Potentially, Sam, yes, you are – it depends. Look at all the legal grounds for processing personal data, not just ‘consent’. I suspect you will find others that are better for your organisation. Weigh up your options by taking into account ‘cost of implementation’ as well as the ‘principle of proportionality’. If you can’t figure it out, seek advice (for example from priviness – the de facto standard of the privacy of business)

  10. sylvia says:

    I have taken beaches of the dpa several times to the ico they have found the beaches but refuse to take any action telling me I can take the matter to court whilst no one knows or will say the correct firm to use and whilst this does not resolve the issue of authorities with old information we are entitled to often hiding evidence of abuse and neglect especially when the sar relates to care homes gp surgeries la and ccg the Issue is not then just the beach but the continuation of witholding information we have a right to have and lying about the fact they hold the information I have written to ms Denham several times about this type of deliberate breach that involves no penalty so no incentive to comply just a lot of time wasting and abuse of people’s so called rights authorities delaying such requests giving them time to hide or destroy evidence info ms denham did not answer any of my letters

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  14. I am based in Mauritius and follow this blog with much interest. Miles away from Europe, the nation is very much affected by the GDPR due to the large business process outsourcing industry and also the fact that it signed Convention 108 last year. I would like to hear about how exactly would the GDPR be legally enforced in a court of law within jurisdictions outside of the EU.

    • Franz says:

      The GDPR as such will not apply to processors outside of the EEA, but personal data can legally be exported and processed only to like-minded states having similar laws and supervisory authorities capable of enforcing rights and punishing abuses.

      • nomadsquire says:

        Sadly, Franz, it will apply to organisations outside the EEA, when the personal data that is being processed is that of data subjects within the EU

      • Simon Clark says:

        Franz, it does apply, and if your data such as payroll or HR is outsourced to a country without data privacy laws, then you’ve got to find a new supplier, or run the risk.

  15. Stewart Lowthian says:

    Having read through the draft guide on consent I’m intrigued by the box at the top of my monitor that says “We have placed cookies on your device to help make this website better. WordPress cookie policy ” followed by a box labelled “Close and accept”. This appears to be coercion disguised as consent.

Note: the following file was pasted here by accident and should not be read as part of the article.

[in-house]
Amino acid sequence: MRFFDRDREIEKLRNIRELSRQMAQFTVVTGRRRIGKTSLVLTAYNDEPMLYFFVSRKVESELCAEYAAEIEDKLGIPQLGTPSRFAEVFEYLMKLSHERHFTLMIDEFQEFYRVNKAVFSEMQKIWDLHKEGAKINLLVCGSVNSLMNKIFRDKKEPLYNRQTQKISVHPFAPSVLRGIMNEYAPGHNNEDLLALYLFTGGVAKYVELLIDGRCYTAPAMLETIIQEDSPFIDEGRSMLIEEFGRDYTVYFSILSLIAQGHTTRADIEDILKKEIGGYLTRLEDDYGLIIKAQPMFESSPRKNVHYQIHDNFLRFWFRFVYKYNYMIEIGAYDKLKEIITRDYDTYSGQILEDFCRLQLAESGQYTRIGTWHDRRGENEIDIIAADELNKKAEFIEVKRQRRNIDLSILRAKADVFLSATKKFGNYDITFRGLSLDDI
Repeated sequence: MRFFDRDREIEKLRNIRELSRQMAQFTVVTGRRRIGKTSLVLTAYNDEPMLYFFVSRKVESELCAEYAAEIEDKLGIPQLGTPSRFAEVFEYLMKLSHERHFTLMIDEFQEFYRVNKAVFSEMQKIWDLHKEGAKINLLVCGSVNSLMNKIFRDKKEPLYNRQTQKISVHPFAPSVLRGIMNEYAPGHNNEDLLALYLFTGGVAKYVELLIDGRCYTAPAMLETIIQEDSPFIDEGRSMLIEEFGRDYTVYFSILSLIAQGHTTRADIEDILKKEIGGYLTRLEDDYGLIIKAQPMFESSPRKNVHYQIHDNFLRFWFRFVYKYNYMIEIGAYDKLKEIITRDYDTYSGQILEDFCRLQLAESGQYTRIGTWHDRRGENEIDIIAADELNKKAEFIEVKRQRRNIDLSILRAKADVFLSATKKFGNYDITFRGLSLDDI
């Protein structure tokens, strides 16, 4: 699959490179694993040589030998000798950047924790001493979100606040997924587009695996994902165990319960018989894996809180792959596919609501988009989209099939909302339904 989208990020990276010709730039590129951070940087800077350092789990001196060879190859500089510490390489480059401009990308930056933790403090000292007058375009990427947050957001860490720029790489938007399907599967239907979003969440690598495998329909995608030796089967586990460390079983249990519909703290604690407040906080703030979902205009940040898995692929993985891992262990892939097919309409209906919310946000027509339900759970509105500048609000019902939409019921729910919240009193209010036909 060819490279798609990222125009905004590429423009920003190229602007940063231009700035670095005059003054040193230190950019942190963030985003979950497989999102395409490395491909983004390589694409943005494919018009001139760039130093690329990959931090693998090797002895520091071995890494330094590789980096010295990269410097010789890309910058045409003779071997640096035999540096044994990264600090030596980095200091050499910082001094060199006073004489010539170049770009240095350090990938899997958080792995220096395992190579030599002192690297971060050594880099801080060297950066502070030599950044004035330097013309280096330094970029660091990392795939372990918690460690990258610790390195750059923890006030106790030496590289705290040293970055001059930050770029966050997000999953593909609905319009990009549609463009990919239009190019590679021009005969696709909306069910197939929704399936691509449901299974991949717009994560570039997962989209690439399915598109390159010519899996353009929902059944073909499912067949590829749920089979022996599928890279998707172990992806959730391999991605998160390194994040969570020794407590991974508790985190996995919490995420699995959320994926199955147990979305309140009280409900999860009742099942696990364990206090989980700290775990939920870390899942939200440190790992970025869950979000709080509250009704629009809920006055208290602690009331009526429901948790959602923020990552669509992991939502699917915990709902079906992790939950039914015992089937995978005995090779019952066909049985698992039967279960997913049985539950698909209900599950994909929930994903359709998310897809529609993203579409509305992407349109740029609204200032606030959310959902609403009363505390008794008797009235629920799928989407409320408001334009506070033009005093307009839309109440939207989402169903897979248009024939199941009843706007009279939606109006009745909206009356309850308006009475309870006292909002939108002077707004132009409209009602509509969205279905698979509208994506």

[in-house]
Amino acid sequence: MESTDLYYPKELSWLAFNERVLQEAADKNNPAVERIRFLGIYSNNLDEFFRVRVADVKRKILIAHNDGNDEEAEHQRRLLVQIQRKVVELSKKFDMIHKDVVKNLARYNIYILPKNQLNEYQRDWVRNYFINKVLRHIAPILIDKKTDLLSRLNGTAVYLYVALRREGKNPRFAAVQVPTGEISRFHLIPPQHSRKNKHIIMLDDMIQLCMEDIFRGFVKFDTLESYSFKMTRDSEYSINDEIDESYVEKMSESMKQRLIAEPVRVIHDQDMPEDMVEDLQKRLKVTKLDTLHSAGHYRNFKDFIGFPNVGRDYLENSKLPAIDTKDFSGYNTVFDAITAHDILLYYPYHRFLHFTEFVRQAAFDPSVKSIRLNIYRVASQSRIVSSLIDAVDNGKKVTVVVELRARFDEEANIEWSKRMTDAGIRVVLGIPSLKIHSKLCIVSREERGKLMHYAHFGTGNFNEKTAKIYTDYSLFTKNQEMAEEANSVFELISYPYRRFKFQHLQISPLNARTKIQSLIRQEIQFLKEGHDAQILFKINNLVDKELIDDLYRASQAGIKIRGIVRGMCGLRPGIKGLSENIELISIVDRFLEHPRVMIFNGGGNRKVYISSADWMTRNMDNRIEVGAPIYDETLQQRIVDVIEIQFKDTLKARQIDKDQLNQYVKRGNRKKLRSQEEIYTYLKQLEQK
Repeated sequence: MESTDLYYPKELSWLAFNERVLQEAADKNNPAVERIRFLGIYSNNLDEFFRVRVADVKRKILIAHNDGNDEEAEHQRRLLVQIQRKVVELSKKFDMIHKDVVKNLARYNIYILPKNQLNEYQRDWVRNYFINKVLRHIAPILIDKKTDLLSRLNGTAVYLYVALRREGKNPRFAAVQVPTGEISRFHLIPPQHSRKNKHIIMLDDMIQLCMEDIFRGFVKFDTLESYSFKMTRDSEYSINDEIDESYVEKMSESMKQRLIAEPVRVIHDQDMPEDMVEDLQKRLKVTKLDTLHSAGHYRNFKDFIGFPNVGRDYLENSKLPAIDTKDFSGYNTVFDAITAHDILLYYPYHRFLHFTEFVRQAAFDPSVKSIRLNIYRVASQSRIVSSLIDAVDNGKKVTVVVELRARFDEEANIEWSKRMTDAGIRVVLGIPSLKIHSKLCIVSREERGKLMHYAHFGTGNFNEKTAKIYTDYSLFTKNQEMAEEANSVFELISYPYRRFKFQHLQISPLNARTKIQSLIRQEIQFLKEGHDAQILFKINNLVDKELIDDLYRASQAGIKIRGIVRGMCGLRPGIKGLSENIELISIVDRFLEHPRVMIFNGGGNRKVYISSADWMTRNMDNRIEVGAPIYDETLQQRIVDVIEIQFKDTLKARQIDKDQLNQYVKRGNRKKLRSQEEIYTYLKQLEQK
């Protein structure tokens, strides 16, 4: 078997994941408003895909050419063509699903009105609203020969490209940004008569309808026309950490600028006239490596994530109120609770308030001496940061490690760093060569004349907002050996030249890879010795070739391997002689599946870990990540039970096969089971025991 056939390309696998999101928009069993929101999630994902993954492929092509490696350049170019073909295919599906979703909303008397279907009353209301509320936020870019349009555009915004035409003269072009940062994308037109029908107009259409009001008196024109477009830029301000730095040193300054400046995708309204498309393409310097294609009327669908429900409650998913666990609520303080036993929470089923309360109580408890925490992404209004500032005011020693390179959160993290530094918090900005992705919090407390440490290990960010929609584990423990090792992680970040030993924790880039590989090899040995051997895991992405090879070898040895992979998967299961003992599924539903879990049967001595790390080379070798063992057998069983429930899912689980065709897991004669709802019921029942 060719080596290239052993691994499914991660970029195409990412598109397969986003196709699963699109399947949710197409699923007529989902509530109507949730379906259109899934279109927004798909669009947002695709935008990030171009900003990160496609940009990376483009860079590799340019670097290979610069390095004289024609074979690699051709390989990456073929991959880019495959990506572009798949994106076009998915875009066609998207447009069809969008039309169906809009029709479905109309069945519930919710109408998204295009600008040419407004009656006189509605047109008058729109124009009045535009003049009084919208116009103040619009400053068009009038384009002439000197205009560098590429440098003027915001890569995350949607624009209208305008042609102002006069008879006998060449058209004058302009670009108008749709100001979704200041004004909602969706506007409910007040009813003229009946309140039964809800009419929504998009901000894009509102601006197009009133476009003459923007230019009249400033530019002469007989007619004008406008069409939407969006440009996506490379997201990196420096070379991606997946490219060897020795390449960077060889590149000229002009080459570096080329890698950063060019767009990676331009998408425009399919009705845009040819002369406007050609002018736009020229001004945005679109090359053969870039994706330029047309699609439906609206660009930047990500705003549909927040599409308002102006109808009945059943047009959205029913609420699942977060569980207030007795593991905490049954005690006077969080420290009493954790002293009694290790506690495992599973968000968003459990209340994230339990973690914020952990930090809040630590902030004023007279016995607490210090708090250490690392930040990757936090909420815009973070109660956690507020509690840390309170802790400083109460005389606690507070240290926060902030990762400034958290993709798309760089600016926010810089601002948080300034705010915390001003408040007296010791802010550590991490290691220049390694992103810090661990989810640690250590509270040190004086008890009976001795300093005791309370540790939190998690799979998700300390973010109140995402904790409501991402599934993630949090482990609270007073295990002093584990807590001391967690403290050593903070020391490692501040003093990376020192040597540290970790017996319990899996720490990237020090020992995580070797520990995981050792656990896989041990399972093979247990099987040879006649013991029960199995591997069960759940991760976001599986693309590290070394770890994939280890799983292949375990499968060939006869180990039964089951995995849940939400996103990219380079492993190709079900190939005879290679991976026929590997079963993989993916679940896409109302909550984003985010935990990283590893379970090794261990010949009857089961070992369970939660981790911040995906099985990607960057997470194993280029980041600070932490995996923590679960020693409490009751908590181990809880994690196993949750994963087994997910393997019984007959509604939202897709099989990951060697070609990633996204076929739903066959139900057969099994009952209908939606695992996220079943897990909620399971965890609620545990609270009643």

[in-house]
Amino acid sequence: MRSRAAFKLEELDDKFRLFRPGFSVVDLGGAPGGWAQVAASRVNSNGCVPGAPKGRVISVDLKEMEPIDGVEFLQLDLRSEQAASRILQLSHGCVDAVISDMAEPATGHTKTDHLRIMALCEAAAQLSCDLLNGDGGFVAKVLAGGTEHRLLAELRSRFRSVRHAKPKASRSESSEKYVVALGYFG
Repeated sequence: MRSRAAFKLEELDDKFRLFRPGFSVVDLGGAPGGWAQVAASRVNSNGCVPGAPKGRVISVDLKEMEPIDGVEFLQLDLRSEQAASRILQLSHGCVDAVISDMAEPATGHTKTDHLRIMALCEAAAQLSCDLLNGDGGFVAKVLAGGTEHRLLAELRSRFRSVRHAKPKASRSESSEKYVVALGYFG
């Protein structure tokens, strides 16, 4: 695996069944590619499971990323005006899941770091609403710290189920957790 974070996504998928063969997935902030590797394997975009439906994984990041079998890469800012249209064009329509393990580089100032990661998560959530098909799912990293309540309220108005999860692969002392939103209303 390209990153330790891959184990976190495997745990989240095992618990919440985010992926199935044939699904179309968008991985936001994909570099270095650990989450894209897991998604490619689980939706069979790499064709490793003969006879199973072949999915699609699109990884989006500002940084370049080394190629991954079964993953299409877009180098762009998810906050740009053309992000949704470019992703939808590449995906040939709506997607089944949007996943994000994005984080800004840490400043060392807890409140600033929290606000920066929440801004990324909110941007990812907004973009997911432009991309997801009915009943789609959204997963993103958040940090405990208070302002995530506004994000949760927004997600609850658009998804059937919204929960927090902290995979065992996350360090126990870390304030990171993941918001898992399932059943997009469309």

16. Scott Brown says:

    Dear Elizabeth,

    Can I just ask, where in the wording of either PECR or GDPR Directives does it state you have to name any third party organisation within the opt it statements and that precisely defined categories will not be acceptable? …..which is what you have clearly outlined within the ICO’s Draft Guidance for consent?

    Within the PECR directive point (89) it mentioned you can specify industry types.

    If named organisations is the route that will be confirmed then that has huge ramifications for the UK economy as a whole.

    Do we need to wait until December before this is made clear?

    Kind regards

    Scott

  17. Darren Revell says:

    Any views on the Honda fine mentioned on other posts. I can’t speak for the full accuracy of my statement but other seem to be implying Honda was fined £13000 for emailing its clients to say GDPR is coming do we have your consent past that date to mail you again. In this case, Honda may have presumed they had both consent and/or legitimacy if they were just checking in with past customers in readiness for GDP compliance.

    If you are trying to bust myths then why was checking back with past clients worthy of a fine, given Honda has a very niche and loyal customer base in the car world it seems a bit harsh.

    • Tim Turner says:

      Honda were fined for breaching PECR, which is specific legislation related to electronic marketing. It’s impossible to consider the impact of GDPR on marketing without looking at PECR and its successor (still being negotiated).

      • Johnno says:

        Honda contacted their entire database of past customers, even those who had opted-out via electronic means. So the fine was imposed as they acted against those individuals’ wishes and complaint(s) were made – potentially only one complaint though!

      • Johnno says:

        Sorry, I’m wrong there…they just had no evidence of opting-in.

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  20. David Rose says:

    Any Chance of a blog (or maybe someone can point me to an existing one) giving some help as to what a micro business (less than 10 employees more likely less than 5) dealing only with B2B should be doing and what is the best way to do this without really requiring any further (human) resources than the business would already have? Micro Businesses, by their very nature, tend to have one or two directors who wear every hat – accountant, book keeper, IT guru, salesman, delivery driver, tea boy etc please don’t tell me we now have to be GDPR experts as well ?

  21. Guy Pyetan says: